Scientists have identified a new form of the bone disorder osteogenesis imperfecta, and have determined the genetic defect that underlies it, according to a study to be published in the March 2007 issue of Nature Genetics. Osteogenesis imperfecta (OI) is a disorder characterized by bones that break easily, and is caused by mutations in the gene encoding the protein type I collagen. The classical form of OI is a dominant disease, meaning that a mutation in only one copy of the type I collagen gene is sufficient to cause the disease.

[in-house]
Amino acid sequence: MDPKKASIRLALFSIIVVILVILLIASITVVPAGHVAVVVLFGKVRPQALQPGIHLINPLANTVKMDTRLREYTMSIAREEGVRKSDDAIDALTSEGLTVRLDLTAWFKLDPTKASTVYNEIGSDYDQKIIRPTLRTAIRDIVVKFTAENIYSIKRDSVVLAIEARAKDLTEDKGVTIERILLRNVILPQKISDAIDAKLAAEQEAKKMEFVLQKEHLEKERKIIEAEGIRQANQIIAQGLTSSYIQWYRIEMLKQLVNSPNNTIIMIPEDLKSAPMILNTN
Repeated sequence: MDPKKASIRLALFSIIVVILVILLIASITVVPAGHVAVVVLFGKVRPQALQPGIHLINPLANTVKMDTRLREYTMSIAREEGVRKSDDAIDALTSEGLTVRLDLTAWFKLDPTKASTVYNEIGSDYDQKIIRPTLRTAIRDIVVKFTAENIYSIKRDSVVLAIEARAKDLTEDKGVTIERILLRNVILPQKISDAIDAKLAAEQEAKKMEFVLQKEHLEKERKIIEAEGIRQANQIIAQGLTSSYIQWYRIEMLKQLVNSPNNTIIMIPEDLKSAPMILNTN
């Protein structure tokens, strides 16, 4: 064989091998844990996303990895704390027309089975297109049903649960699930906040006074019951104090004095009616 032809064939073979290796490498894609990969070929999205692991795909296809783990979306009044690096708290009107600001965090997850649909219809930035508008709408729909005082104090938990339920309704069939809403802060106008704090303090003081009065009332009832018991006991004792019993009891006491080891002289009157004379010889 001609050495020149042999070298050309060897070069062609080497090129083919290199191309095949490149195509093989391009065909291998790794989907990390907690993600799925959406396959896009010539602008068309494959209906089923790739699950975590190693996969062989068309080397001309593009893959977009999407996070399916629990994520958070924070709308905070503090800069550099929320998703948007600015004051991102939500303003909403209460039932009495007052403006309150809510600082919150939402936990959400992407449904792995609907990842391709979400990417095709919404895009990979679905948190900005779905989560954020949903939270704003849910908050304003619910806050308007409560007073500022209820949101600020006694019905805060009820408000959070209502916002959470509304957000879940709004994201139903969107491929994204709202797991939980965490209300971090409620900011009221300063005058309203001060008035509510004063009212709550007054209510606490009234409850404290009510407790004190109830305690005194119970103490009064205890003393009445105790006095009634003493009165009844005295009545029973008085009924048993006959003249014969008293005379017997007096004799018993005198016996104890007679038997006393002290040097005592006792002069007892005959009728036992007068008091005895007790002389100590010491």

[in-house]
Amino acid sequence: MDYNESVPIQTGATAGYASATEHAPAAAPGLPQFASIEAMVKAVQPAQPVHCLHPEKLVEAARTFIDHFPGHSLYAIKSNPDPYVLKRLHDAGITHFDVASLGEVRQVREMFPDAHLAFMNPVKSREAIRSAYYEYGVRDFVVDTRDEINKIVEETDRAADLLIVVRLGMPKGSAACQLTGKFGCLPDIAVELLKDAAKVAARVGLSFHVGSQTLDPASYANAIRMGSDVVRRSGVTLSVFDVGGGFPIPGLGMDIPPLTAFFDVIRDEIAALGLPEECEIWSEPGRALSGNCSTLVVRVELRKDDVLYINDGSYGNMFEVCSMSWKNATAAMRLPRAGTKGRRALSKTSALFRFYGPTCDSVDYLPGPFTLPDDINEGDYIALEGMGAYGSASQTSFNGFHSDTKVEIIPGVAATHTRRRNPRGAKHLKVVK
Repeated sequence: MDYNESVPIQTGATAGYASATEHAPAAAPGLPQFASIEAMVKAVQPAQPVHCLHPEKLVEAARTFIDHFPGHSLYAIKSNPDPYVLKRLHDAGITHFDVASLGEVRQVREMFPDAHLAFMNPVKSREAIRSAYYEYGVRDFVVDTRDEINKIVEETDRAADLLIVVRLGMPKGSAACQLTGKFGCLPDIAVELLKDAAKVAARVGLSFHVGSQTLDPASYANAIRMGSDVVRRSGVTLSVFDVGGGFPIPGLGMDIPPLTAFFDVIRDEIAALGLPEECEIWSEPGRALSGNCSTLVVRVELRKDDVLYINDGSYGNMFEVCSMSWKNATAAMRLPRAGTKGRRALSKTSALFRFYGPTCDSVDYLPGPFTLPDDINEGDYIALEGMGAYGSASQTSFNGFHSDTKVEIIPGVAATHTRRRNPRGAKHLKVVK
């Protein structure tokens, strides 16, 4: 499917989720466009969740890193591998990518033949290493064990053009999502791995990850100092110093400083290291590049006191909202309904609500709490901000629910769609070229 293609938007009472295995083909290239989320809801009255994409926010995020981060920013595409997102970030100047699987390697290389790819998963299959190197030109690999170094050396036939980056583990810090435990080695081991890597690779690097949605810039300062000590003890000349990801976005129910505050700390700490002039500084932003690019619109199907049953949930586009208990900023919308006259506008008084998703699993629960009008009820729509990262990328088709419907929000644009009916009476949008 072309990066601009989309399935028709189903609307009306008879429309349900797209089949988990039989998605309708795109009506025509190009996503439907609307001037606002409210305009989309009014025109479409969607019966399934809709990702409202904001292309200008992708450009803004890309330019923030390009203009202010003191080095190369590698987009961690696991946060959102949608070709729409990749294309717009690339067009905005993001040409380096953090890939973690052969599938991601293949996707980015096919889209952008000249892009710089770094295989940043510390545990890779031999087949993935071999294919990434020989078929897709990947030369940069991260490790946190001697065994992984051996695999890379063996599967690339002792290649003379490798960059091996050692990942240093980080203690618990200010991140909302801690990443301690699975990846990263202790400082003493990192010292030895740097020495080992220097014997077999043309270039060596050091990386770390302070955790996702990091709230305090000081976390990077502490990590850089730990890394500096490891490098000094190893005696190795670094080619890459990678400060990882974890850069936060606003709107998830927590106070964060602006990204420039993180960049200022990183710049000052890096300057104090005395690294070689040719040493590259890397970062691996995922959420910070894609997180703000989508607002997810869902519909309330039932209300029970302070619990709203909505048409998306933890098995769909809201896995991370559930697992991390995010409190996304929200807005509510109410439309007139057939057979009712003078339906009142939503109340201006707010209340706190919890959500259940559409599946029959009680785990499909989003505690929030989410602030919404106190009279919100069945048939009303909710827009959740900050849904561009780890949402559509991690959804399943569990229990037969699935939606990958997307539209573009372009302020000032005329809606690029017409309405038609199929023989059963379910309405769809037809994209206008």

Joan Marini and colleagues have now identified a new recessive form of the disease, in which mutations of both copies of a gene are required. Predicting that some forms of OI might be caused by altered forms of proteins that interact with and modify type I collagen, the authors sequenced the gene encoding an enzyme called P3H1 in five individuals with severe or lethal abnormal bone development. Mutations that either significantly reduced or eliminated the amount of P3H1 were found in all five individuals. P3H1 chemically modifies a single amino acid in type I collagen, which presumably facilitates folding and promotes stability. This recessive form of OI has features that overlap with those of classical OI, but is also characterized by distinctive features.
Joan Marini (National Institute of Child Health and Human Development, Bethesda, MD, USA)
Abstract available online.
(C) Nature Genetics press release.
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